Parkdale Market Generates More Revenue Than ByWard Market in 2022

ABOVE: Seasonal markets like The Ottawa Farmers’ Market: Westboro are allowing consumers to obtain fresh produce away from the downtown core. 

Ottawa Markets Chair Bryan Chandler gave a presentation on the state of Ottawa Markets at today’s Ottawa City Council meeting and the various areas inside the city that fall under the group’s authority, including the Parkdale and ByWard Market markets.

Chandler spoke about the amalgamation of the group with the ByWard B.I.A. into the newly formed ByWard Market District Authority. He called it a good move that would expand areas of responsibility.

Councillor Stephanie Plante asked Executive Director Zachary Daylar about various operational components regarding the running of Ottawa Markets. Notably, Daylar acknowledged that the Market Building is the only public washroom in the district. As a result, the wear and tear is quite substantial, with plumbers being called at least twice a week to keep the facilities running.

Councillor Jeff Leiper asked to review the financial slides presented during the annual report, which showed that the Parkdale Market made more revenue than the ByWard Market in 2022. Daylar attributes the downturn to the harsh economic impacts of the pandemic on the ByWard Market and the higher incomes in the Westboro area. He also said that “perceived and actual safety concerns” in the ByWard Market impact how people feel about “going out and participating in their public market.”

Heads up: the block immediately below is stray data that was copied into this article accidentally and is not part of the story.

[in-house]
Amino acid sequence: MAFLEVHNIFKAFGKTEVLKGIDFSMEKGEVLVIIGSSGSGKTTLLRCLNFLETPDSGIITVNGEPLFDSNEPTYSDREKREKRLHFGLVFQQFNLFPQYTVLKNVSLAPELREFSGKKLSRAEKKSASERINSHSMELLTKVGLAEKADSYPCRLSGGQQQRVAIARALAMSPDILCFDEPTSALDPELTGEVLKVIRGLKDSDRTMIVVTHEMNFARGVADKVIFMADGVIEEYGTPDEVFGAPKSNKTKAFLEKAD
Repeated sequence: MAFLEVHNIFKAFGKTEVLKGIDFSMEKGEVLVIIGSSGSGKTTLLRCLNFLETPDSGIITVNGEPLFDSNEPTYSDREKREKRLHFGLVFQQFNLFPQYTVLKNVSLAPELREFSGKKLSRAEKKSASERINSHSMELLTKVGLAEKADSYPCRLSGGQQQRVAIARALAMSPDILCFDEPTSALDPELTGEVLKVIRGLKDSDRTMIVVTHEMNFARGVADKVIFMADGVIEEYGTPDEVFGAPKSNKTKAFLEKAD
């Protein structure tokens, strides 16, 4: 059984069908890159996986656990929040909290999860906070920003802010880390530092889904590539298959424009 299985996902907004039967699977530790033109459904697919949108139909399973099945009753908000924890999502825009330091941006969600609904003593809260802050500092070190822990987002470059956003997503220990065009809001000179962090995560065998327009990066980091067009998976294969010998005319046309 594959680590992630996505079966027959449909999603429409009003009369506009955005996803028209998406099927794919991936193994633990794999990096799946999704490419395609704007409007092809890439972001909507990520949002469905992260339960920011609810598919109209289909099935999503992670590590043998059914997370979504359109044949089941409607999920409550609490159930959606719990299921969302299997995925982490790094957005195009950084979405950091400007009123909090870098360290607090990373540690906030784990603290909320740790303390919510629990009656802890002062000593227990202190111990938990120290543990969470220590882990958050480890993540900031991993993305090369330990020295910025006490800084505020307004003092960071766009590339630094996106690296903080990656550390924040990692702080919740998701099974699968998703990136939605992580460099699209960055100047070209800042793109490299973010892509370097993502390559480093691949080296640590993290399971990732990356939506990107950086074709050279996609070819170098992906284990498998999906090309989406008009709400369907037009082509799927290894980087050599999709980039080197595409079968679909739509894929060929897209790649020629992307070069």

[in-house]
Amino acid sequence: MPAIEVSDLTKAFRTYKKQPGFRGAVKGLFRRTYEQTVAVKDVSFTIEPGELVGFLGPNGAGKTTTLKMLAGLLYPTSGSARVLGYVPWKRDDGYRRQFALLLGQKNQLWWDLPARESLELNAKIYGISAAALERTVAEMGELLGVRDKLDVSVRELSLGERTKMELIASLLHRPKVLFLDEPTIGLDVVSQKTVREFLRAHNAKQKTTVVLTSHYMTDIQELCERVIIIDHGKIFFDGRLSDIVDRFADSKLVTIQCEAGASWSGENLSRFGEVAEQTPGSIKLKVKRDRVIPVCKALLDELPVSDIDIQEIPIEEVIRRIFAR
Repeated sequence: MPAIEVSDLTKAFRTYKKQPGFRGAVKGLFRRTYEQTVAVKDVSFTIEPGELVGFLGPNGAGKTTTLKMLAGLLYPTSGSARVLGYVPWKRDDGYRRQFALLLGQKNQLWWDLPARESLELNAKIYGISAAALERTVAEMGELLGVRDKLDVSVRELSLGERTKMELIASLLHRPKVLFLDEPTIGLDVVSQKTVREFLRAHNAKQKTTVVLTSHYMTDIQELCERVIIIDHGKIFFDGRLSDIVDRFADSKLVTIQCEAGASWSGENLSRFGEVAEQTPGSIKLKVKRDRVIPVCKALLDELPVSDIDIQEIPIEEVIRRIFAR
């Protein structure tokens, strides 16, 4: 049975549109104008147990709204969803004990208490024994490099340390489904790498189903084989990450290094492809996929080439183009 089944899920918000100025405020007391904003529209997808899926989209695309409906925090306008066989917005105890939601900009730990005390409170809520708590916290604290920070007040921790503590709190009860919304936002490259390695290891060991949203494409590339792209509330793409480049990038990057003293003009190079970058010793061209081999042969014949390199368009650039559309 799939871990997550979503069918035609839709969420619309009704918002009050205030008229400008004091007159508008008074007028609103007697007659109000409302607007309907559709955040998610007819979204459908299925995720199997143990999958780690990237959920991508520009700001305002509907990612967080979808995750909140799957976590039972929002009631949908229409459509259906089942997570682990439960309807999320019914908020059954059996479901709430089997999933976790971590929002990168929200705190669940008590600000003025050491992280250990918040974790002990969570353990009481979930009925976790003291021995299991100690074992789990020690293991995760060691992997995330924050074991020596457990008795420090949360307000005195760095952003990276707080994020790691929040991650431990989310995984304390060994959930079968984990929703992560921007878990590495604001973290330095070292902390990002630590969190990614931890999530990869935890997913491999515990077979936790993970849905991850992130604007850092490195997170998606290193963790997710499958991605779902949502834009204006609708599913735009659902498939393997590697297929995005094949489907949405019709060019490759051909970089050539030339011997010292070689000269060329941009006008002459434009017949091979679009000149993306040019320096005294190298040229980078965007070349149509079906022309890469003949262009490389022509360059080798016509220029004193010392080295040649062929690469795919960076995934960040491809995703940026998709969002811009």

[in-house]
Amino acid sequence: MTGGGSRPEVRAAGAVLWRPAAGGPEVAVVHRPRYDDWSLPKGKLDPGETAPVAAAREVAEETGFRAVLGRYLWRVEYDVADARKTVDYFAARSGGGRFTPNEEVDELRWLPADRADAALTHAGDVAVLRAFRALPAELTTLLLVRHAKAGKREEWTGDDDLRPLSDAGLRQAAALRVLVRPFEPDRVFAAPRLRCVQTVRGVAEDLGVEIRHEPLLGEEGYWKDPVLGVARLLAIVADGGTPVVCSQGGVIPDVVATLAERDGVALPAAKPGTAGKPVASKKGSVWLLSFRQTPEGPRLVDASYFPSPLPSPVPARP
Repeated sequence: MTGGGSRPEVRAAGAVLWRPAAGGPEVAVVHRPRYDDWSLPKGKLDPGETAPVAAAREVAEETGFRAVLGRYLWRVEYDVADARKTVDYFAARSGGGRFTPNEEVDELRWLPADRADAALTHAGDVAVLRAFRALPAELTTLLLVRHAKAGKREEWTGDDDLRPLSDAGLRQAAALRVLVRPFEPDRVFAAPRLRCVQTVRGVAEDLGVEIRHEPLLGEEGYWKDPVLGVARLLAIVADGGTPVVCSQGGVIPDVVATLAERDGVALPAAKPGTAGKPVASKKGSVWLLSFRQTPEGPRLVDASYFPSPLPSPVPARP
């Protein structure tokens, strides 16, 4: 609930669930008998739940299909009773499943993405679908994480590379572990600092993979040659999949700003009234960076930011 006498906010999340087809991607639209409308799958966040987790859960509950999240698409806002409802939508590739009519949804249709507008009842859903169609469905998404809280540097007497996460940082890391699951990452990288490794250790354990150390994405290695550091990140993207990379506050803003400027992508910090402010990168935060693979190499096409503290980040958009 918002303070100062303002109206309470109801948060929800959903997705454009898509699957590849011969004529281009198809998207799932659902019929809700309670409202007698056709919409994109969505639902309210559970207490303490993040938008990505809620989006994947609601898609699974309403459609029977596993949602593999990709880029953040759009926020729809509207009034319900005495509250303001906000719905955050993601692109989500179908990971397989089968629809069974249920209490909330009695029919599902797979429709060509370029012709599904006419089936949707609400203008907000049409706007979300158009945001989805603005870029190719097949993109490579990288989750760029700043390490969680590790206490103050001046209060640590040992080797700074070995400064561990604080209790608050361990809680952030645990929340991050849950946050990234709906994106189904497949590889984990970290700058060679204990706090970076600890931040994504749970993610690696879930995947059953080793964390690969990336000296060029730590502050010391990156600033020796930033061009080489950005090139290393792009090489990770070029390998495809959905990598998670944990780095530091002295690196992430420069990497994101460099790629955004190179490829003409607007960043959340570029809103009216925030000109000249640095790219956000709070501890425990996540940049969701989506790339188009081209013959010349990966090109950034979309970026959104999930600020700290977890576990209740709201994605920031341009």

The news is significant as it signals the continued decline of the ByWard Market and a shift towards the city’s west end, where Westboro is becoming an economic centre.

Councillor Ariel Troster asked if there was a plan to remove the farmer and food stalls that line the streets around the ByWard Market building but are no longer in use due to the lack of vendors in the area.

Councillor Marty Carr asked what the city could do to facilitate the production of more Ontario-grown produce to revive the downtown market, as regulations stipulate that only Ontario-grown products can be sold in the district. Daylar pointed out that while he agrees more must be done, it is the responsibility of the Provincial Government, and with the Green Belt in the province being used for building housing, a continued reduction in Ontario cultivated fresh produce will continue.

Mayor Sutcliffe asked Interim City Manager Wendy Stephenson to present the Term of Council Priorities for the remaining 2022-2026 term. Stephenson’s presentation included several core categories: A city with more affordable housing that is more liveable for all residents; effective infrastructure, and reliable mobility options to connect the city; making the city greener; and creating a prosperous economy.

It was noted that these policy lines would be the top priority but will not represent all the work and policy choices made by Council and city staff throughout the remainder of the term.

Councillor Riley Brockington brought forward a motion to give authority to the Ottawa Fire Chief to determine when and where fireworks can be set off in the city. This motion came due to the open-air fire ban.

Brockington noted that the only body in the city that can implement a ban on fireworks and consumer-grade pyrotechnics is Council. Brockington said that allowing the Fire Chief to determine what was in the public interest when Council cannot meet is a smart move. His motion was brought forward at the request of Ottawa By-laws. The motion was carried.

Ottawa City Council meets again on July 12, 2023.